Women with transplanted uterus gives birth to ‘miracle’ baby

Second US baby born after uterus transplant from deceased donor

Early Thursday morning it was announced that Benjamin Gobrecht was born following a uterine transplant from a deceased donor-this is a first for the Philadelphia area and only the second time a uterine transplant birth has happened in the country.

Jennifer Gobrecht, pictured with her husband, was born without a uterus and found out at age 17 that she would never be able to carry a child. The womb came from a deceased donor. "Now, here we are with our attractive baby boy, Benjamin Thomas Gobrecht", she said. "Benjamin is a ideal miracle".

There have been about 70 uterus transplants performed worldwide. However, most of these women have received a uterus from a living donor.

Some medical ethicists and transplant experts have expressed concern about uterine transplants and wondered if the benefit justifies the risk.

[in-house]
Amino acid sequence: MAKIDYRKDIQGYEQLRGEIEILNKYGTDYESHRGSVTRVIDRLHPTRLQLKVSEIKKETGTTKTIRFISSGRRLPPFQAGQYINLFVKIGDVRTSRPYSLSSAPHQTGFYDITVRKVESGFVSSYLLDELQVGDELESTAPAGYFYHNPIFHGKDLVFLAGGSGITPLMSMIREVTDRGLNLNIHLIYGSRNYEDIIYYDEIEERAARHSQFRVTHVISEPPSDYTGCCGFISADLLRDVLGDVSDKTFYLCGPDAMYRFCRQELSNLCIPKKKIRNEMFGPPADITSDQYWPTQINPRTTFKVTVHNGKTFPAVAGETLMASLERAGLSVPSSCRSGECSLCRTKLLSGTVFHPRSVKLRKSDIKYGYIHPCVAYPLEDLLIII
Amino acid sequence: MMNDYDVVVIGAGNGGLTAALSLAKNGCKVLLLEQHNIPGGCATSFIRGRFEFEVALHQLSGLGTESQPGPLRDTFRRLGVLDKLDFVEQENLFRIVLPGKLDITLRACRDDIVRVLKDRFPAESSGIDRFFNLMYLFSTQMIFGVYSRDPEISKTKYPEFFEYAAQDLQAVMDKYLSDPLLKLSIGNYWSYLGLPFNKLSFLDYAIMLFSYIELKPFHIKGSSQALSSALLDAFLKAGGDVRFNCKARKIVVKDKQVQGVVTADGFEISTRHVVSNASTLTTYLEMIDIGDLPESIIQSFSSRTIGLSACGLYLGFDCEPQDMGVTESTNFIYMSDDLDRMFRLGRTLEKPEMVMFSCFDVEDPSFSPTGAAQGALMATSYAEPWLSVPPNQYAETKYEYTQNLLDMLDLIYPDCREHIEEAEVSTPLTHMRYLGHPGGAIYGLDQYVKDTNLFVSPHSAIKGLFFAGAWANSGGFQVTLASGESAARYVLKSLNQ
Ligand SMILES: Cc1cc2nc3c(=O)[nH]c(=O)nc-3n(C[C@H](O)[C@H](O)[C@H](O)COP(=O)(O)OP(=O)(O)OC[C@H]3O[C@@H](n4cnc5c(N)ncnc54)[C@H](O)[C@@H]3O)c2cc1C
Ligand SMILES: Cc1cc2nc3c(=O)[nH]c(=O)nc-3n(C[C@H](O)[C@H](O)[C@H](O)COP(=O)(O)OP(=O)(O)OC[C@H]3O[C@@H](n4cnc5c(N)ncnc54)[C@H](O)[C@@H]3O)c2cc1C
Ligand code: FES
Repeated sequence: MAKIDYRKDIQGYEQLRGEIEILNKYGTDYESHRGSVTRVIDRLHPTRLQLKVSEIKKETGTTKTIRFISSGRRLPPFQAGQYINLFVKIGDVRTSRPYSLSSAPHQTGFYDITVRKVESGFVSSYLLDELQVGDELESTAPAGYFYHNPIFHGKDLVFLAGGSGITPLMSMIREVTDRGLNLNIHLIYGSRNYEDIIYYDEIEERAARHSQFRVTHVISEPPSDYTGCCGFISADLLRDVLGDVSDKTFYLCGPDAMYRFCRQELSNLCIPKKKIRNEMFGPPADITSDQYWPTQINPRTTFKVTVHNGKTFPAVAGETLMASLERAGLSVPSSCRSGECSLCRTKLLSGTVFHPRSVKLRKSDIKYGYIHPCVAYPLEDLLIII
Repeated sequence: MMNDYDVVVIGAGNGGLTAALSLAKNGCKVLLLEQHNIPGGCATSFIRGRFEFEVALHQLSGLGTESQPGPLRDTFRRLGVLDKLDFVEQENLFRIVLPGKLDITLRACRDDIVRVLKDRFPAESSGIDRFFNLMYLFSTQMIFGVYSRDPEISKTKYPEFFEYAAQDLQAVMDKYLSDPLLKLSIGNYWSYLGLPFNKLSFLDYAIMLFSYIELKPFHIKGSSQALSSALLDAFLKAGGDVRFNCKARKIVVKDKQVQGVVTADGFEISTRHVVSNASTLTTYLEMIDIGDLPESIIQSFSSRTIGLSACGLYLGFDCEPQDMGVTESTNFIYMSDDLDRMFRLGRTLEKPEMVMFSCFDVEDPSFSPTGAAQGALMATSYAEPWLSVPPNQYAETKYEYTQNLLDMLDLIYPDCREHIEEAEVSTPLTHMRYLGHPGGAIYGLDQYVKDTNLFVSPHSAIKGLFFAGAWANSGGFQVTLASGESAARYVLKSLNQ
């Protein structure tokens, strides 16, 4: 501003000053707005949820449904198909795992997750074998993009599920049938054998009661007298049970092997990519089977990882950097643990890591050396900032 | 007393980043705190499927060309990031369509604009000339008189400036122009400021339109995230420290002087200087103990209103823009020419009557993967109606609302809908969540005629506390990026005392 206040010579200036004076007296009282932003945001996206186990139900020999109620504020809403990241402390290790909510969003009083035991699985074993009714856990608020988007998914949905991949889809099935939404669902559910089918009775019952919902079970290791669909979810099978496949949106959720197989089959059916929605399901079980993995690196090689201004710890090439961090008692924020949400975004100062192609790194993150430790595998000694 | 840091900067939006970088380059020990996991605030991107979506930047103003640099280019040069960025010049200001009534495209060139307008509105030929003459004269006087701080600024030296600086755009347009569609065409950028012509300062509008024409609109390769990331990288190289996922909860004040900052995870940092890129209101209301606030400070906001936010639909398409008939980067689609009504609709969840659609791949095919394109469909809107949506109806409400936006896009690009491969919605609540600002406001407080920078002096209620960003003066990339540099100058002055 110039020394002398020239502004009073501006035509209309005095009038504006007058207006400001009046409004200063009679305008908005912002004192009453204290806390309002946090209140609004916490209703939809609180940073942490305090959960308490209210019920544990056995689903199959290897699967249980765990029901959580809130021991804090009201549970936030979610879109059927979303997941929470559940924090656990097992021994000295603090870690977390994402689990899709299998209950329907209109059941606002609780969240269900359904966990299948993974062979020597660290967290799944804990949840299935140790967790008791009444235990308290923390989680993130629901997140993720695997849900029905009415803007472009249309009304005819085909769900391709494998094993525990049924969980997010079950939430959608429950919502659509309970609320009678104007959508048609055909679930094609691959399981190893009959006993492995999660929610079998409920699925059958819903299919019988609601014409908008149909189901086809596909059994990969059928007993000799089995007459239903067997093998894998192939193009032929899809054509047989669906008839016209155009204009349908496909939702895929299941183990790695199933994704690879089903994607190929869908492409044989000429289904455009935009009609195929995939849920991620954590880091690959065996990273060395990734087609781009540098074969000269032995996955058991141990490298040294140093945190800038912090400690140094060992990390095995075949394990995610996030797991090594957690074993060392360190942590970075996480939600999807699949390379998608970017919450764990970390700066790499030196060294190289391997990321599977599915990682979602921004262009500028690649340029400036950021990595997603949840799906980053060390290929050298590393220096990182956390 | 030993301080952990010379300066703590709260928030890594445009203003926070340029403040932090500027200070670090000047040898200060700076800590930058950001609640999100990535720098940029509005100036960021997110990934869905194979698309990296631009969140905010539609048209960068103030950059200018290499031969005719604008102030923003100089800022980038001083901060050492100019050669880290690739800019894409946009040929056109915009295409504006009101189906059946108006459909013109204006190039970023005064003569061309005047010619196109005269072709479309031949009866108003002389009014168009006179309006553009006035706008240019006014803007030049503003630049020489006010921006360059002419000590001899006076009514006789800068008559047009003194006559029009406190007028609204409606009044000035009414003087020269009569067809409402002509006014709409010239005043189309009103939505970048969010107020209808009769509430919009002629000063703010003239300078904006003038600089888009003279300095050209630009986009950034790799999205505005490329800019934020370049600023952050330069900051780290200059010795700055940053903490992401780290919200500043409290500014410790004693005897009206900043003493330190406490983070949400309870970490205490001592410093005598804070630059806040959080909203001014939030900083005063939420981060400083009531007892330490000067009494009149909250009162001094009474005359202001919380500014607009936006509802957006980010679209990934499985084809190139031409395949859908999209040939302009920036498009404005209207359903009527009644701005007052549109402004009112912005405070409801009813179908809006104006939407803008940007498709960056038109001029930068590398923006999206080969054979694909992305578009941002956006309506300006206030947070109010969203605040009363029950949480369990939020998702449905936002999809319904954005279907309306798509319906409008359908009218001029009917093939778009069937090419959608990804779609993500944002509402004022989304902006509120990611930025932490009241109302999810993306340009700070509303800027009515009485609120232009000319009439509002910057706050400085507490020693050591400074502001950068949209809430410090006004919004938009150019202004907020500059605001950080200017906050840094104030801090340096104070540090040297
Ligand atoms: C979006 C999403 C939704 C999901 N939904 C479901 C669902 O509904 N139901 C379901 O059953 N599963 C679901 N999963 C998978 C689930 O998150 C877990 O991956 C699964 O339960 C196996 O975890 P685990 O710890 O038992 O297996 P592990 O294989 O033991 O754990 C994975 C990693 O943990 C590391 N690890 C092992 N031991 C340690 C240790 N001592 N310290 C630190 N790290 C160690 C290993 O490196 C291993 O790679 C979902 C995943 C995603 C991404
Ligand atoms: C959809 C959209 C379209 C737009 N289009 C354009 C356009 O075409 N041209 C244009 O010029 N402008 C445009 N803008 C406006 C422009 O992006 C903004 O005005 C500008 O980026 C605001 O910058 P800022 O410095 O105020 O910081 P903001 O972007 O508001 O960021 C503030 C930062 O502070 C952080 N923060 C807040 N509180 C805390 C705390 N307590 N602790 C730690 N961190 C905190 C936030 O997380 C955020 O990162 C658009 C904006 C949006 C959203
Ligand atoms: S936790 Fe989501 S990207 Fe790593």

These women are left with only a few options to parenthood including adoption, surrogacy, the use of a gestational carrier and uterus transplantation. According to the news release, the clinical trial will last between five and 10 years and include long-term follow-up after birth, as well as the removal of the uterus after delivery. Because of the risk of rejection, women with transplanted uteruses have hysterectomies after giving birth.

She was born with a rare condition called Mayer-Rokitansky-Küster-Hauser syndrome, or MRKH, and never got her period. Gobrecht said that learning of her condition on that day was one of the hardest things she has had to deal with. Like most young girls I had dreams of being a loving mother whose baby would grow in her womb.

Years later, she and her husband, both of suburban Ridley Park, Pennsylvania, underwent fertility treatments that produced several embryos. They were looking for a pregnancy carrier when Jennifer Gobrecht heard about the Penn trial.

Benjamin was born via Cesarean section in November.

When the 33-year-old Gobrecht was 17-years-old, she was told by doctors that she would never carry her own child. "But here I am".

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